I should, I suppose, begin with the pope’s speech to Congress, but his brief remarks on the Speaker’s Balcony to the thousands gathered on the Capitol’s west front impressed me even more. In remarks lasting less than two minutes, Pope Francis did two radical things: First, he spoke to this quintessentially American crowd in Spanish—to be sure, his native tongue, but far more than that, the native tongue of an increasing number of American Catholics and just plain Americans, the language of most American immigrants, the language which the current frontrunner for the Republican nomination has chastised one of his rivals for speaking in public. Second, the pope asked the crowd to pray for him, but also asked the non-believers “to send good wishes my way.”
A more inclusionary two minutes, a more pluralistic perspective, cannot be imagined. Fraternity and solidarity, which Francis invoked repeatedly in his address to Congress, he personified completely in his two minutes on the balcony: These values encompass English and Spanish speakers, believers and atheists alike. His remarks were capped off by his closing benediction, delivered in English: “God bless America,” which, we should recall, has become a catchphrase thanks to the songwriting genius of one Irving Berlin, America’s most assimilated Jew.
What Francis accomplished in his speech in the House chamber was to remind our nation of its history—at least, its history at its best—and how, fundamentally, it is a history of immigrants. (He also included an apology of sorts to the non-immigrants, to Native Americans, which doubtless was intended to offset his canonization yesterday of Father Junipero Serra, builder of the California missions that became a death trap for the indigenous tribes.) Francis is also cognizant of our nation’s history when it’s not been at its best. One of the unspoken stories that shaped his life was his father’s decision, when he could no longer live under Mussolini’s fascist regime, to come to the New World, as millions of Italians had before him. Unlike most of those millions, however, his father couldn’t come to the United States, which had slammed its door on immigration from Southern and Eastern Europe, and virtually everyplace else, in 1924, when it effectively banned immigration from anywhere other than Northwestern Europe—a law that remained on the books until 1965. That’s why Francis was born and raised in Argentina and not the U.S.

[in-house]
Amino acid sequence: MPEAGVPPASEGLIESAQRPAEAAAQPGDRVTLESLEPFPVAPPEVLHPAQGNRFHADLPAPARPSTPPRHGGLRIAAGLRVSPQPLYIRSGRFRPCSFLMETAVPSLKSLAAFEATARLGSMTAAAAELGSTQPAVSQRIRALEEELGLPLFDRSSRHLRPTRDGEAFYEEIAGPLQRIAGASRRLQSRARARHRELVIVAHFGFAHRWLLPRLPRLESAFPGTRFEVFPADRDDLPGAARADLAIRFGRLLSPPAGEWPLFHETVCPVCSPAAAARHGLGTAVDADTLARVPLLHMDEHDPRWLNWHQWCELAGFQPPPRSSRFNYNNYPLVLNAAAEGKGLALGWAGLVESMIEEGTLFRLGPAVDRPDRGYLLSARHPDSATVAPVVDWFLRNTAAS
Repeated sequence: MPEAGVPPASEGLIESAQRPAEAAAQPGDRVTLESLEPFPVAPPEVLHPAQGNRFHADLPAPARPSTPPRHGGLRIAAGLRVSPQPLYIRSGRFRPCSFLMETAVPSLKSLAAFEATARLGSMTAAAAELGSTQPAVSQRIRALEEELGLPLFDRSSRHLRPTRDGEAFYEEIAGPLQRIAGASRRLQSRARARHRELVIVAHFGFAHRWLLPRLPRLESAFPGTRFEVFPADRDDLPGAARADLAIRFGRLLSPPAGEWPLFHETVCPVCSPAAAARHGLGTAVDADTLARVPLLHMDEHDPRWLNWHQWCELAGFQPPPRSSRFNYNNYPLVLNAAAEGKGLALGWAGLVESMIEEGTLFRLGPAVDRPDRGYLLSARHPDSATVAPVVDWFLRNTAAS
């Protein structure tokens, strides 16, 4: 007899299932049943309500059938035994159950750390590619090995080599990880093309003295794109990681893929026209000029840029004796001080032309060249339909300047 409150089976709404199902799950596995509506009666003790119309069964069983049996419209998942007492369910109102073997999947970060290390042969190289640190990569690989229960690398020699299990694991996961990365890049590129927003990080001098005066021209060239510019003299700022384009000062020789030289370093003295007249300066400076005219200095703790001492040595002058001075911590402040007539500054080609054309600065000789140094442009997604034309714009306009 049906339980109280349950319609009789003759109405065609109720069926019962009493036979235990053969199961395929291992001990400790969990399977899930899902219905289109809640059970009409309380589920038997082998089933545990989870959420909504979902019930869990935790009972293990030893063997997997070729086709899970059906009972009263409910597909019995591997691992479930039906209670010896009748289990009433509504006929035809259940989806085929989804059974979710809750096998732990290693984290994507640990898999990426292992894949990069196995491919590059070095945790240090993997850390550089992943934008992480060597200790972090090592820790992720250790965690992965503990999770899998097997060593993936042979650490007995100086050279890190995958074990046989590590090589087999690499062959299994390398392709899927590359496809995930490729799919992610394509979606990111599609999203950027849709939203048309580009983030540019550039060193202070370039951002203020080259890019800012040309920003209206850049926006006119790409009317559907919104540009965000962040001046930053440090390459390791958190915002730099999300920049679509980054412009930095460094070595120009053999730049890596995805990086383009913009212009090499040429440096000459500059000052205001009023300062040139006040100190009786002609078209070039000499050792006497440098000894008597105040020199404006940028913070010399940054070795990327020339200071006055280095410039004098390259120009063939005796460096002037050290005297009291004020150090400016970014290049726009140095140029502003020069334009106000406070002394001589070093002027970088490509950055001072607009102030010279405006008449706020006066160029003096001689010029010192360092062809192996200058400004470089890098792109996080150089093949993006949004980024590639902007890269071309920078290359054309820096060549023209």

Of the four Americans whose example Francis encouraged members of Congress to learn from, there were two—Dorothy Day and Thomas Merton—whom, I suspect, some members of Congress knew of barely if at all. Day was a Greenwich Village bohemian (a onetime lover of Hart Crane) who heard the call and committed herself to serving the poor, establishing the Catholic Worker—an organization of devout Catholic radicals and pacifists—to do just that. (Her most prominent acolyte, Michael Harrington, left the fold and became the nation’s leading democratic socialist in the 1960s, ‘70s and ‘80s.) Day was also a burr in the hide of New York’s Cardinal Spellman—a Cold Warrior whose support for U.S. armed interventions she opposed volubly at every turn.
Francis used his discussion of Merton’s legacy to praise, in barely disguised abstractions, the Obama administration’s efforts to establish a modus vivendi not just with Cuba but Iran as well. He further underscored his support for those efforts by electing to shake hands with just one person as he walked down the center aisle of the House on his way to the podium: Secretary of State John Kerry.
The pope’s speech was an eloquent prodding to Americans to welcome immigrants and help the poor as they themselves would wish to be welcomed and helped. But then, he conveyed the same spirit of inclusivity and solidarity in his two minutes on the balcony. As a confirmed non-believer, I most surely send good wishes his way.